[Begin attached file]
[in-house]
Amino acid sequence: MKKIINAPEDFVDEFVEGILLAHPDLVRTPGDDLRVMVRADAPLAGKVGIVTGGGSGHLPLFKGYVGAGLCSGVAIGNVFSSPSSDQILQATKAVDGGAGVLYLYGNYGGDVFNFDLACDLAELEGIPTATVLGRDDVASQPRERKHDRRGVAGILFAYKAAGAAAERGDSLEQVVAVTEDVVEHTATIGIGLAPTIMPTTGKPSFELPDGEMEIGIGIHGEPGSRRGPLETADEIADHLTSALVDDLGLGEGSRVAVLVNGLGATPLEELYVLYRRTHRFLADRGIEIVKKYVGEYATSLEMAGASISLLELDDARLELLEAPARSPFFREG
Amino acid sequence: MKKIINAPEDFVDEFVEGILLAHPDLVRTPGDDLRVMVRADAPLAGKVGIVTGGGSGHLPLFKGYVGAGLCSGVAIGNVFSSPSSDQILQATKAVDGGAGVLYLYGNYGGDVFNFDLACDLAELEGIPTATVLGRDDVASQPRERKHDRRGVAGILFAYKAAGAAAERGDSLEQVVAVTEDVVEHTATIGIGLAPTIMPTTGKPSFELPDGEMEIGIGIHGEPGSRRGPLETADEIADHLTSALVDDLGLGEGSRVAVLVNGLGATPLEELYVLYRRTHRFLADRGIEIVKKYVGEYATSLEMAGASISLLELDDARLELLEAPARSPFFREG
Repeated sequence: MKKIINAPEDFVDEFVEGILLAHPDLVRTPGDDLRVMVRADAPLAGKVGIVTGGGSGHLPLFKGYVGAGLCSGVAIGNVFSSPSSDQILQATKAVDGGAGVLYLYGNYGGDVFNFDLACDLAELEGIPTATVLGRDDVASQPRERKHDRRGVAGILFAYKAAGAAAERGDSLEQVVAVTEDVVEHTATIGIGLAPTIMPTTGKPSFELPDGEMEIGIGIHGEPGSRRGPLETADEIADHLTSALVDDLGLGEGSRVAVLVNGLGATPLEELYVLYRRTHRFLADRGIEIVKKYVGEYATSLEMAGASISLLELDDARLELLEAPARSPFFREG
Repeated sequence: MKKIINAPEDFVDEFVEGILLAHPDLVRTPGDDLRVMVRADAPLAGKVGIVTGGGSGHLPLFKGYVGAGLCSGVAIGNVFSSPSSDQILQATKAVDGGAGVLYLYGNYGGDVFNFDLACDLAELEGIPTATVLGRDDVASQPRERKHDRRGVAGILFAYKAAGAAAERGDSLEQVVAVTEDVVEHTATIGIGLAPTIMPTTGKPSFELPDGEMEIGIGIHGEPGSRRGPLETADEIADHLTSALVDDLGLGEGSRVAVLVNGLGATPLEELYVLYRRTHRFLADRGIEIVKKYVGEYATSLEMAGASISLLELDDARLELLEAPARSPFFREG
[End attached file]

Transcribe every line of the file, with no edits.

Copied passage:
[in-house]
Amino acid sequence: MKKIINAPEDFVDEFVEGILLAHPDLVRTPGDDLRVMVRADAPLAGKVGIVTGGGSGHLPLFKGYVGAGLCSGVAIGNVFSSPSSDQILQATKAVDGGAGVLYLYGNYGGDVFNFDLACDLAELEGIPTATVLGRDDVASQPRERKHDRRGVAGILFAYKAAGAAAERGDSLEQVVAVTEDVVEHTATIGIGLAPTIMPTTGKPSFELPDGEMEIGIGIHGEPGSRRGPLETADEIADHLTSALVDDLGLGEGSRVAVLVNGLGATPLEELYVLYRRTHRFLADRGIEIVKKYVGEYATSLEMAGASISLLELDDARLELLEAPARSPFFREG
Amino acid sequence: MKKIINAPEDFVDEFVEGILLAHPDLVRTPGDDLRVMVRADAPLAGKVGIVTGGGSGHLPLFKGYVGAGLCSGVAIGNVFSSPSSDQILQATKAVDGGAGVLYLYGNYGGDVFNFDLACDLAELEGIPTATVLGRDDVASQPRERKHDRRGVAGILFAYKAAGAAAERGDSLEQVVAVTEDVVEHTATIGIGLAPTIMPTTGKPSFELPDGEMEIGIGIHGEPGSRRGPLETADEIADHLTSALVDDLGLGEGSRVAVLVNGLGATPLEELYVLYRRTHRFLADRGIEIVKKYVGEYATSLEMAGASISLLELDDARLELLEAPARSPFFREG
Repeated sequence: MKKIINAPEDFVDEFVEGILLAHPDLVRTPGDDLRVMVRADAPLAGKVGIVTGGGSGHLPLFKGYVGAGLCSGVAIGNVFSSPSSDQILQATKAVDGGAGVLYLYGNYGGDVFNFDLACDLAELEGIPTATVLGRDDVASQPRERKHDRRGVAGILFAYKAAGAAAERGDSLEQVVAVTEDVVEHTATIGIGLAPTIMPTTGKPSFELPDGEMEIGIGIHGEPGSRRGPLETADEIADHLTSALVDDLGLGEGSRVAVLVNGLGATPLEELYVLYRRTHRFLADRGIEIVKKYVGEYATSLEMAGASISLLELDDARLELLEAPARSPFFREG
Repeated sequence: MKKIINAPEDFVDEFVEGILLAHPDLVRTPGDDLRVMVRADAPLAGKVGIVTGGGSGHLPLFKGYVGAGLCSGVAIGNVFSSPSSDQILQATKAVDGGAGVLYLYGNYGGDVFNFDLACDLAELEGIPTATVLGRDDVASQPRERKHDRRGVAGILFAYKAAGAAAERGDSLEQVVAVTEDVVEHTATIGIGLAPTIMPTTGKPSFELPDGEMEIGIGIHGEPGSRRGPLETADEIADHLTSALVDDLGLGEGSRVAVLVNGLGATPLEELYVLYRRTHRFLADRGIEIVKKYVGEYATSLEMAGASISLLELDDARLELLEAPARSPFFREG